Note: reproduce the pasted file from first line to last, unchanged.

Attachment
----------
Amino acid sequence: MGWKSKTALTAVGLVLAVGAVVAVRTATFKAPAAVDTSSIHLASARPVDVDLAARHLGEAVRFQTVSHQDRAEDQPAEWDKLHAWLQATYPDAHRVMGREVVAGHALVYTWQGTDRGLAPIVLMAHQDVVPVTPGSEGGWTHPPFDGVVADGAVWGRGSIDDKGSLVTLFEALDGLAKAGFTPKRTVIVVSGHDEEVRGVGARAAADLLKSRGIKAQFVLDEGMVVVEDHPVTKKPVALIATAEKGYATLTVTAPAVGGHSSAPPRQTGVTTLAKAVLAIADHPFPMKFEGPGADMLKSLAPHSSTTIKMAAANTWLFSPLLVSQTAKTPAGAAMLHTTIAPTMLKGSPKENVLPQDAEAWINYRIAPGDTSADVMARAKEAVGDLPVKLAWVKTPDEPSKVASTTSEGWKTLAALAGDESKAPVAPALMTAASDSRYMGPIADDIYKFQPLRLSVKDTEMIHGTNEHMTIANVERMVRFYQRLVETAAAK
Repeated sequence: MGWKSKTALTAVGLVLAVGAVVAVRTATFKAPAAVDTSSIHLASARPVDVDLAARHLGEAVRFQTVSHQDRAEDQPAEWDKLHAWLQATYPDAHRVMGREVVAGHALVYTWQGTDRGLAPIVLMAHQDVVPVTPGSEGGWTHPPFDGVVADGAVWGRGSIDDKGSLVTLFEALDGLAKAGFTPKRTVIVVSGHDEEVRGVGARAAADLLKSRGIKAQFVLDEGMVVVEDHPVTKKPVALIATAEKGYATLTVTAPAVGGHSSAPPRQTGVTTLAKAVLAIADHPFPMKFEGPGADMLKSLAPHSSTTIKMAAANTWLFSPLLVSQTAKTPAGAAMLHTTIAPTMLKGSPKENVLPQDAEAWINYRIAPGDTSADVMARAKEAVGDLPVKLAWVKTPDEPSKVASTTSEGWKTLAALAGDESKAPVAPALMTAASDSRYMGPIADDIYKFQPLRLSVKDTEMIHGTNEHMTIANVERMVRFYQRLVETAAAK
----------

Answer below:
Amino acid sequence: MGWKSKTALTAVGLVLAVGAVVAVRTATFKAPAAVDTSSIHLASARPVDVDLAARHLGEAVRFQTVSHQDRAEDQPAEWDKLHAWLQATYPDAHRVMGREVVAGHALVYTWQGTDRGLAPIVLMAHQDVVPVTPGSEGGWTHPPFDGVVADGAVWGRGSIDDKGSLVTLFEALDGLAKAGFTPKRTVIVVSGHDEEVRGVGARAAADLLKSRGIKAQFVLDEGMVVVEDHPVTKKPVALIATAEKGYATLTVTAPAVGGHSSAPPRQTGVTTLAKAVLAIADHPFPMKFEGPGADMLKSLAPHSSTTIKMAAANTWLFSPLLVSQTAKTPAGAAMLHTTIAPTMLKGSPKENVLPQDAEAWINYRIAPGDTSADVMARAKEAVGDLPVKLAWVKTPDEPSKVASTTSEGWKTLAALAGDESKAPVAPALMTAASDSRYMGPIADDIYKFQPLRLSVKDTEMIHGTNEHMTIANVERMVRFYQRLVETAAAK
Repeated sequence: MGWKSKTALTAVGLVLAVGAVVAVRTATFKAPAAVDTSSIHLASARPVDVDLAARHLGEAVRFQTVSHQDRAEDQPAEWDKLHAWLQATYPDAHRVMGREVVAGHALVYTWQGTDRGLAPIVLMAHQDVVPVTPGSEGGWTHPPFDGVVADGAVWGRGSIDDKGSLVTLFEALDGLAKAGFTPKRTVIVVSGHDEEVRGVGARAAADLLKSRGIKAQFVLDEGMVVVEDHPVTKKPVALIATAEKGYATLTVTAPAVGGHSSAPPRQTGVTTLAKAVLAIADHPFPMKFEGPGADMLKSLAPHSSTTIKMAAANTWLFSPLLVSQTAKTPAGAAMLHTTIAPTMLKGSPKENVLPQDAEAWINYRIAPGDTSADVMARAKEAVGDLPVKLAWVKTPDEPSKVASTTSEGWKTLAALAGDESKAPVAPALMTAASDSRYMGPIADDIYKFQPLRLSVKDTEMIHGTNEHMTIANVERMVRFYQRLVETAAAK